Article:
A study protocol for the N-ICE trial: a randomised double-blind placebo-controlled study of the safety and efficacy of N-acetyl-cysteine (NAC) as a pharmacotherapy for methamphetamine ("ice") dependence

McKetin, Rebecca, Dean, Olivia M, Turner, Alyna, Kelly, Peter J, Quinn, Brendan, Lubman, Dan I, Dietze, Paul, Carter, Gregory, Higgs, Peter, Baker, Amanda L, Sinclair, Barbara, Reid, David, Manning, Victoria, Te Pas, Nina, Liang, Wenbin, Thomas, Tamsin, Bathish, Ramez, Kent, Margaret, Raftery, Dayle, Arunogiri, Shalini, Cordaro, Frank, Hill, Harry and Berk, Michael 2019, A study protocol for the N-ICE trial: a randomised double-blind placebo-controlled study of the safety and efficacy of N-acetyl-cysteine (NAC) as a pharmacotherapy for methamphetamine ("ice") dependence, Trials, vol. 20, pp. 1-11, doi: 10.1186/s13063-019-3450-0.

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Title A study protocol for the N-ICE trial: a randomised double-blind placebo-controlled study of the safety and efficacy of N-acetyl-cysteine (NAC) as a pharmacotherapy for methamphetamine ("ice") dependence
Author(s) McKetin, Rebecca
Dean, Olivia MORCID iD for Dean, Olivia M orcid.org/0000-0002-2776-3935
Turner, AlynaORCID iD for Turner, Alyna orcid.org/0000-0001-7389-2546
Kelly, Peter J
Quinn, Brendan
Lubman, Dan I
Dietze, Paul
Carter, Gregory
Higgs, Peter
Baker, Amanda L
Sinclair, Barbara
Reid, David
Manning, Victoria
Te Pas, Nina
Liang, Wenbin
Thomas, Tamsin
Bathish, Ramez
Kent, Margaret
Raftery, Dayle
Arunogiri, Shalini
Cordaro, Frank
Hill, Harry
Berk, MichaelORCID iD for Berk, Michael orcid.org/0000-0002-5554-6946
Journal name Trials
Volume number 20
Article ID 325
Start page 1
End page 11
Total pages 11
Publisher BioMed Central
Place of publication London, Eng.
Publication date 2019-06-04
ISSN 1745-6215
Keyword(s) N-acetylcysteine
aggression
clinical trial
craving
depression
methamphetamine
psychosis
substance use disorders
suicide
withdrawal
Science & Technology
Life Sciences & Biomedicine
Medicine, Research & Experimental
Research & Experimental Medicine
Summary BACKGROUND: There are currently no approved pharmacotherapies for managing methamphetamine dependence. N-acetylcysteine (NAC) has been found to reduce the craving for methamphetamine and other drugs, but its effect on methamphetamine use and other clinically related endpoints are uncertain. The N-ICE trial is evaluating the safety and efficacy of NAC as a take-home pharmacotherapy for methamphetamine dependence. METHODS/DESIGN: This is a two-arm parallel double-blind placebo-controlled three-site randomised trial (ratio 1:1) using permuted block randomisation, with variable block sizes. It is stratified by site, sex and whether the methamphetamine is injected or not. Participants (N = 180; 60 per site) need to be dependent on methamphetamine, interested in reducing their methamphetamine use and not currently receiving treatment for substance use disorders. The trial is being conducted in outpatient settings in Melbourne, Geelong and Wollongong, Australia. Participants will receive either 2400 mg oral NAC or a matched placebo, delivered as a take-home medication for 12 weeks. Two 600 mg capsules are self-administered in the morning and two more in the evening. Adherence is being monitored using eCAP™ medication bottle lids, which record the date and time of each occasion the bottle is opened. The primary outcome is methamphetamine use during the 12-week trial medication period, measured as (a) days of use, assessed using the timeline followback, and (b) methamphetamine-positive saliva tests, taken weekly. Secondary measures include weekly assessment of methamphetamine craving, severity of methamphetamine dependence, methamphetamine withdrawal symptoms and psychiatric symptoms (depression, suicidality, psychotic symptoms and hostility). Adverse events are monitored at each weekly assessment. Tolerability is assessed using the Treatment Satisfaction Questionnaire for Medication. DISCUSSION: The N-ICE trial is the first clinical trial to assess whether NAC can reduce methamphetamine use. This trial will improve our understanding of the potential utility of NAC in managing methamphetamine dependence and clinically related outcomes. If found to be effective, take-home NAC could be a potentially scalable and affordable pharmacotherapy option for treating methamphetamine dependence. TRIAL REGISTRATION: Australian and New Zealand Clinical Trials Registry, ACTRN12618000366257 . Registered on 29 May 2018.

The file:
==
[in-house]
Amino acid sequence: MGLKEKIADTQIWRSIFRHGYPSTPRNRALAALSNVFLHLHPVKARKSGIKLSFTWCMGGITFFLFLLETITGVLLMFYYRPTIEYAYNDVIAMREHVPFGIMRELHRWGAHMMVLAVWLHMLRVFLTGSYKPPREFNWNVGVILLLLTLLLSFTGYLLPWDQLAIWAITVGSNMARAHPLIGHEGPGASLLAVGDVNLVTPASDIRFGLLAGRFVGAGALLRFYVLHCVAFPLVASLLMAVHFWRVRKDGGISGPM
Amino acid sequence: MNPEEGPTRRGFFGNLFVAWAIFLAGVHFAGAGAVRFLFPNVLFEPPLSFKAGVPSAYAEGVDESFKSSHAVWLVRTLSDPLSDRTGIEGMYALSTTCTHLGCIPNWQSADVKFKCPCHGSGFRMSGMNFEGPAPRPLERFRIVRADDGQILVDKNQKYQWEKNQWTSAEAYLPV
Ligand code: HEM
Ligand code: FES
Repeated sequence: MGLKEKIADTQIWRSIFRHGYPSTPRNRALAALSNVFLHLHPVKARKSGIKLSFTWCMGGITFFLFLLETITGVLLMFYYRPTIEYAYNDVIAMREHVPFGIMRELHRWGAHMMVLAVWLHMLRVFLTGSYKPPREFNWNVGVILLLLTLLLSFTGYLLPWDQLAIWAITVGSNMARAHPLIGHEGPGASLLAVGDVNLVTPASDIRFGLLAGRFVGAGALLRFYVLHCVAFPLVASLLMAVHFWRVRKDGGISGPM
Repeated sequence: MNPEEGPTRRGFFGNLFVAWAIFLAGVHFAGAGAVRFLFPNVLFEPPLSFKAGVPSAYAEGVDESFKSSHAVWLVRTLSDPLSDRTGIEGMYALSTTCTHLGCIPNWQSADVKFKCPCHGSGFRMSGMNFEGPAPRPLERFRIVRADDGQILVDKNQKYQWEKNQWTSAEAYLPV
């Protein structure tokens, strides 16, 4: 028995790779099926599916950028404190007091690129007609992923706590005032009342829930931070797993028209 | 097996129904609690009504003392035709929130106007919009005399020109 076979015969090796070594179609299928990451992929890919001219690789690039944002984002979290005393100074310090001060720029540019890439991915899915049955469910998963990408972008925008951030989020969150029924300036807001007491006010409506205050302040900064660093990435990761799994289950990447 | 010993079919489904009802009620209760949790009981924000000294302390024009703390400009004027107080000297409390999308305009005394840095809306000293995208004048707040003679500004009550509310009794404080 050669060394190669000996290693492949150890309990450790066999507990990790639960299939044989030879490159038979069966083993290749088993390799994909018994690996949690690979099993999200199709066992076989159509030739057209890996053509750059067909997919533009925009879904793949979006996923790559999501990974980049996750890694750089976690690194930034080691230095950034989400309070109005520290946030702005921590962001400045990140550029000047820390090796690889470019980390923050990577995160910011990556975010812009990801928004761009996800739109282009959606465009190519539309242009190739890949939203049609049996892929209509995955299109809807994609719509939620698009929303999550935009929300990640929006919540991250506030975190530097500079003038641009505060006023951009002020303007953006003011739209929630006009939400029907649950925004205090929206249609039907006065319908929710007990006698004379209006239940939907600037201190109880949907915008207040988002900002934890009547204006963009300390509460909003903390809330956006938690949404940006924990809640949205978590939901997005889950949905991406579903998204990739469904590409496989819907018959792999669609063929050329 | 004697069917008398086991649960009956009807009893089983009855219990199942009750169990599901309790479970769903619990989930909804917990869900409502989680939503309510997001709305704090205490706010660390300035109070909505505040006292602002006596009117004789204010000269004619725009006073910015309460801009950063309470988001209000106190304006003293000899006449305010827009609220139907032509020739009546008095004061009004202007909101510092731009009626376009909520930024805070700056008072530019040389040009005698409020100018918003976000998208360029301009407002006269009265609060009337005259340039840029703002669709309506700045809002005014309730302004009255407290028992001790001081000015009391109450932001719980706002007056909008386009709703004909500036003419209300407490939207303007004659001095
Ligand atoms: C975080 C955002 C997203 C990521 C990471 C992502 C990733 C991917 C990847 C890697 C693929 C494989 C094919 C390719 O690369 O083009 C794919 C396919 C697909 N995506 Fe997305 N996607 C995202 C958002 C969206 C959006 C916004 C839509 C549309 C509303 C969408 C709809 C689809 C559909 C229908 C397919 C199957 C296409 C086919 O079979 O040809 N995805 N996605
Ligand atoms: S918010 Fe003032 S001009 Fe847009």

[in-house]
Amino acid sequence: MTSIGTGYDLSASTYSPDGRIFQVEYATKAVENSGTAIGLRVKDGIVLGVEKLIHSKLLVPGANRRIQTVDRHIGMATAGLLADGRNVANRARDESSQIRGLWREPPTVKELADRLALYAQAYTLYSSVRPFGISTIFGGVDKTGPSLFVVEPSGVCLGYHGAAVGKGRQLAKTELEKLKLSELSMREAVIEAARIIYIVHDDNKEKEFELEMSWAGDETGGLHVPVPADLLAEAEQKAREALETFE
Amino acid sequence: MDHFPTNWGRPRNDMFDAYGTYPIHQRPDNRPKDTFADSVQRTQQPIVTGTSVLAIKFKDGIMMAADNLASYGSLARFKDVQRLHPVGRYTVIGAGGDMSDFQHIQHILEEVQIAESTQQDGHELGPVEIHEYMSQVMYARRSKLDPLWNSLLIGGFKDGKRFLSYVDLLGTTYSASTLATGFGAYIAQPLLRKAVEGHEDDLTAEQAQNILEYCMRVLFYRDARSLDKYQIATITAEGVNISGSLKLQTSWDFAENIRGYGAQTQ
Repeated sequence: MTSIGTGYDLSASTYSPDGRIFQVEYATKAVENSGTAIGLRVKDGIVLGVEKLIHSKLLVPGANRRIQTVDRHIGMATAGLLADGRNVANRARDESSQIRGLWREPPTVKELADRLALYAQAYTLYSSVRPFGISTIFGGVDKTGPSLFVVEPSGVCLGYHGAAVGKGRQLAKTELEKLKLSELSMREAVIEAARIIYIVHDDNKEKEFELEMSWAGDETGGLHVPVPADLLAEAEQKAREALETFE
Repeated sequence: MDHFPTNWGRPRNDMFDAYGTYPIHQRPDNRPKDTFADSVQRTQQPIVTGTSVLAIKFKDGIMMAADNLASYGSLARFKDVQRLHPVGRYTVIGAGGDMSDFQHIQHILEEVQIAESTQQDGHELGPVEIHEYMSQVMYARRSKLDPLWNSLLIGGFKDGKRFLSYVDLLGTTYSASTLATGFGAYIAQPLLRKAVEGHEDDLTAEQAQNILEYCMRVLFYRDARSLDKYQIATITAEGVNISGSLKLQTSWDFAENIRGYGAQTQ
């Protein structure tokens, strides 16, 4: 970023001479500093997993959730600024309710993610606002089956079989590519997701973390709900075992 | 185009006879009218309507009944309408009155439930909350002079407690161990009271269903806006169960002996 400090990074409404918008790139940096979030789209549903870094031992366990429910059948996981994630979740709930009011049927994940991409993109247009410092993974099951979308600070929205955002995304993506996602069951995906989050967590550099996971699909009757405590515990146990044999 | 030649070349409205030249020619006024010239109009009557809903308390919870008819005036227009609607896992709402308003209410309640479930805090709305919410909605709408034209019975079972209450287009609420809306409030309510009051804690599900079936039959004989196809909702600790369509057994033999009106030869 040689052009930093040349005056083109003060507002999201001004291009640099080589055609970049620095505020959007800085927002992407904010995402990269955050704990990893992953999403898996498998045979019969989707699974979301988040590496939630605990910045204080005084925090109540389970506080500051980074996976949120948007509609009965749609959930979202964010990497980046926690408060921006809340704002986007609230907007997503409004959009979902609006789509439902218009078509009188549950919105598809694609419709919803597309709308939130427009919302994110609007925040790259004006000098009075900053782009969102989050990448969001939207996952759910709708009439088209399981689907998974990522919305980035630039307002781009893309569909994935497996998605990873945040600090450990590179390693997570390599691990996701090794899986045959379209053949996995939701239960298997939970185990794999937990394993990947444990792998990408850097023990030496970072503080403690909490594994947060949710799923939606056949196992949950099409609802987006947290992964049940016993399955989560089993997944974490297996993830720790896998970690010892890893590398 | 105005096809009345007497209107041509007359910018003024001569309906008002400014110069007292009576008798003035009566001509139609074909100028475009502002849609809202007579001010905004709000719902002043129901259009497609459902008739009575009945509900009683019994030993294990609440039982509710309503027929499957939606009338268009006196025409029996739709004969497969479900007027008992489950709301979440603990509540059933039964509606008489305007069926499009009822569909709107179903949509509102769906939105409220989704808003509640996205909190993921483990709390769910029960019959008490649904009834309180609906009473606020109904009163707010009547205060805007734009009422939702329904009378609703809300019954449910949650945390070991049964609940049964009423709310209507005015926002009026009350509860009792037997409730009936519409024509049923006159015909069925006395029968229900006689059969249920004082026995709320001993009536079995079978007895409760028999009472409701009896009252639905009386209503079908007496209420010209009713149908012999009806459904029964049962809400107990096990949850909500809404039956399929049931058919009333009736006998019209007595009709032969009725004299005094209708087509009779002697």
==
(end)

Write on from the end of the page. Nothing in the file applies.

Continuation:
Language eng
DOI 10.1186/s13063-019-3450-0
Indigenous content off
Field of Research 1102 Cardiorespiratory Medicine and Haematology
1103 Clinical Sciences
HERDC Research category C1 Refereed article in a scholarly journal
Copyright notice ©2019, The Author(s)
Persistent URL http://hdl.handle.net/10536/DRO/DU:30122602

Document type: Journal Article
Collections: Faculty of Health
School of Medicine
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